By Syed Ubaidur Rahman
Fatwas have become highly misunderstood subject in the country. Fatwas issued by different madrasas get prominent place in leading news sources and many a time these fatwas are used to ridicule Muslims and their religion.
Most often the fatwas from Darul Uloom Deoband are selectively taken out from its website and printed prominently by different media sources. Usually, the media presents the fatwa or religious edict as order for the entire Muslim community that should be followed by everyone. But this is not really the case.
What is a fatwa or religious edict?
Fatwa is a religious opinion sought by any concerned Muslim who is not able to find a direct instruction about something in Qur’an or Hadith. It is not a religious order issued by a madrasa or a fatwa center on anything that it believes Muslims to follow.
Fatwas are issued in the form of an answer by a competent alim in response to a question asked by a Muslim. Most madrasas including Dar ul Uloom, Deoband and All India Muslim Personal Law Board have their own fatwa departments where experienced islamic scholars are deputed to answer the questions of fellow Muslims in their area. The question asked can be of any kind and anyone can pose any question and seek its answer. Usually the question is in the name of an anonymous person and the answer or fatwa is also given in anonymous fashion.
Oxford Islamic Studies Online, while detailing fatwa has this to say, “Authoritative legal opinion given by a mufti (legal scholar) in response to a question posed by an individual or a court of law. A fatwa is typically requested in cases not covered by the fiqh literature and is neither binding nor enforceable. Its authority is based on the mufti’s education and status within the community. If the inquirer is not persuaded by the fatwa, he is free to go to another mufti and obtain another opinion; but once he finds a convincing opinion, he should obey it”.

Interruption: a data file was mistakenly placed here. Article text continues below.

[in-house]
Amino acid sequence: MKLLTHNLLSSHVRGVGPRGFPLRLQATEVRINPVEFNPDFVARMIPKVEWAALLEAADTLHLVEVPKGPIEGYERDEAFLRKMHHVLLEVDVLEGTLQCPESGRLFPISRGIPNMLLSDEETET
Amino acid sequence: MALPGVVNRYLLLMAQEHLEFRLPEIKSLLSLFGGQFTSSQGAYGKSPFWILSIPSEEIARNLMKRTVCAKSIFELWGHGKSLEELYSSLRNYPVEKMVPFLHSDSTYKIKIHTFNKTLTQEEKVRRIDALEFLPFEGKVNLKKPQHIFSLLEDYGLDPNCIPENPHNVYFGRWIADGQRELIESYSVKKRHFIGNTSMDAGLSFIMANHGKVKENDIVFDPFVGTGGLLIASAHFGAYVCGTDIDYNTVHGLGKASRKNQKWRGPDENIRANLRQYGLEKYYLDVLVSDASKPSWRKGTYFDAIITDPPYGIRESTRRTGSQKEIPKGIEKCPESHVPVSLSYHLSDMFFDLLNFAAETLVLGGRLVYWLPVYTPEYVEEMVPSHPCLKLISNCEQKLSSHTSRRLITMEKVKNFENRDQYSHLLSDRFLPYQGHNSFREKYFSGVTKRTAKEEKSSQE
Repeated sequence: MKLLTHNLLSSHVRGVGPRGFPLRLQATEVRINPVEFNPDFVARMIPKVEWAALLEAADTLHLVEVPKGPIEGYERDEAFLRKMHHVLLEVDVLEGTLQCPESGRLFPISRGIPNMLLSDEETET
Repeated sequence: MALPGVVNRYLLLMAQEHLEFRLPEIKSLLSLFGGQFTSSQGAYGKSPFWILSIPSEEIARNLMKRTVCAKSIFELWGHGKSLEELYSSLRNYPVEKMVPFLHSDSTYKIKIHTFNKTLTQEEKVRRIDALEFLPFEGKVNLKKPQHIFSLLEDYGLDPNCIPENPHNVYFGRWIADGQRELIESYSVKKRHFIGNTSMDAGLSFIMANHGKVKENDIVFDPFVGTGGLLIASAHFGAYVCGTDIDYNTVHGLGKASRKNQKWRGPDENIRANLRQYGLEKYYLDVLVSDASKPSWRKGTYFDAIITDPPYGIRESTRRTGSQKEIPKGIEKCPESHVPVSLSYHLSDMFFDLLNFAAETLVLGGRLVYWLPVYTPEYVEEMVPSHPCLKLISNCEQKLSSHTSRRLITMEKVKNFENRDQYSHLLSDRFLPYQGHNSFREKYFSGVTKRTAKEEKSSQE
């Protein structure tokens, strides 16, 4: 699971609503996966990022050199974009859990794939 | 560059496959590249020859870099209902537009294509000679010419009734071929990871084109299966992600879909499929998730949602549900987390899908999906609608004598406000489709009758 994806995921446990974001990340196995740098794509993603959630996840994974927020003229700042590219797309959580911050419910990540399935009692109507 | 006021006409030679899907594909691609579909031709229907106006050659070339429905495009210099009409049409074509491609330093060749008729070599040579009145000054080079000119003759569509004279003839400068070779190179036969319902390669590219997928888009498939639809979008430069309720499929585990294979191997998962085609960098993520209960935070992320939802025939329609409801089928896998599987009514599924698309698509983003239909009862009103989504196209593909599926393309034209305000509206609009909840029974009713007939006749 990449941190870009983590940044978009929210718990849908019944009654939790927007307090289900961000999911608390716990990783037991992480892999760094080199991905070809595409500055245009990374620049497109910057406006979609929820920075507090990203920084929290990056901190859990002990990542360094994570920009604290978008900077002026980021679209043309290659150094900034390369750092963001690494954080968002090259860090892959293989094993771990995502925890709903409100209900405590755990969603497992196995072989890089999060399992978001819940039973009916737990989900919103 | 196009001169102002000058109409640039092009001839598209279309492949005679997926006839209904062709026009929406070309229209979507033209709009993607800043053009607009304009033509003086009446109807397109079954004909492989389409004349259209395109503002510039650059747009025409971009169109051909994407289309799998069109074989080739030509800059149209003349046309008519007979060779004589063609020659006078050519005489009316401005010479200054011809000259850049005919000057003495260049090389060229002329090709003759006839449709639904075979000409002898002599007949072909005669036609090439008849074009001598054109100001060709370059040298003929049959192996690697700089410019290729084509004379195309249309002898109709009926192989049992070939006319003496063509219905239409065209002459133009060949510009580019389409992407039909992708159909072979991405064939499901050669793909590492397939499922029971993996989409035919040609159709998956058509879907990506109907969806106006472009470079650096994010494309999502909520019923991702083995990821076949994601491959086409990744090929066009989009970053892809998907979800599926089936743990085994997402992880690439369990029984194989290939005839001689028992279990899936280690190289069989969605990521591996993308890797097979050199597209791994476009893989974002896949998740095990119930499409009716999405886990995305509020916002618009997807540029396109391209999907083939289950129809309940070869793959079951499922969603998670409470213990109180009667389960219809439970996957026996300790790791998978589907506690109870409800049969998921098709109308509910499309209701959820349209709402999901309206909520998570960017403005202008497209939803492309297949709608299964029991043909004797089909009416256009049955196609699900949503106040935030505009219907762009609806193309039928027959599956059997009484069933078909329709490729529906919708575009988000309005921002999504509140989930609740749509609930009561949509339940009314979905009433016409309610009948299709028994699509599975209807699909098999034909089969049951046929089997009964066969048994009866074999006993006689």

It goes on to add, “Theoretically, muftis should be capable of exercising legal reasoning independently of schools of law (ijtihad), although followers of tradition (muqallids) are also allowed to issue fatwas. Historically, fatwas were independent of the judicial system, although some muftis were officially attached to various courts. In the Ottoman and Mughal political systems, the chief mufti was designated shaykh al-Islam. Other muftis were appointed to positions as market inspectors, guardians of public morals, and advisers to government on religious affairs. Under colonial rule, madrasas took over the role of religious guides, and special institutions were established to issue fatwas. In modern times, print and electronic media have reinforced the role and impact of fatwas by making them instantly available to the public. Present-day Muslim states have tried to control fatwas through official consultative/advisory organizations within religious ministries”.
Fatwas in India
While almost every madrasa has muftis, the big madrasas have reputed muftis (religious scholars) who are assigned additional duties of issuing fatwas in response to queries from believes in their areas or from anywhere in the country. Even small madrasas, who lack resources to actually have good scholars, depute a lowly molvi to take care of queries from the local population. On the contrary, Darul Uloom Deoband has a large fatwa department that also has an online fatwa facility where fatwa can be asked online and the answer is published online without giving the real name of the fatwa seeker.
Darul Uloom’s Fatwa department
Darul Uloom Deoband, the top religious institution in the country gets thousands of questions and its muftis answer those questions both online and offline. The online ifta department was established in Darul Uloom some twelve years ago and till now online fatwa section of Darul Uloom has issued more than a hundred thousand fatwas online. Every year Darul Uloom gets as many as ten thousand queries on a range of religious issues. The fawa department has kept all the copies of the fatwas in huge registeres, while important fatwas have been uploaded online. As many as 35000 fatwas have been uploaded online in Urdu language, while 9000 fatwas have been put online in English language.
Urdu Daily Inquilab, while quoting Mufti Mahmudullah of Darul Uloom says that fatwa concerns only to the person who asks it. Others are not compelled to follow it. Even the person asking the question cannot be compelled to follow it as it is only an opinion and not a religious order.
Get fatwas in English
Many tend to believe that muftis in Darul Uloom Deoband issue fatwas only in Urdu or Arabic languages. But this is a false assumption. If you visit the website of the ifta department of Darul Uloom Deoband, you will find thousands of fatwas in English. You can ask questions in English and the mufti will respond in the same language. So the communication is not an issue anymore and people of diverse background are able to easily communicate with muftis of Darul Uloom and seek answers or fatwas on their queries.
(The author is editor of ViewsHeadlines.com and can be reached at email@example.com)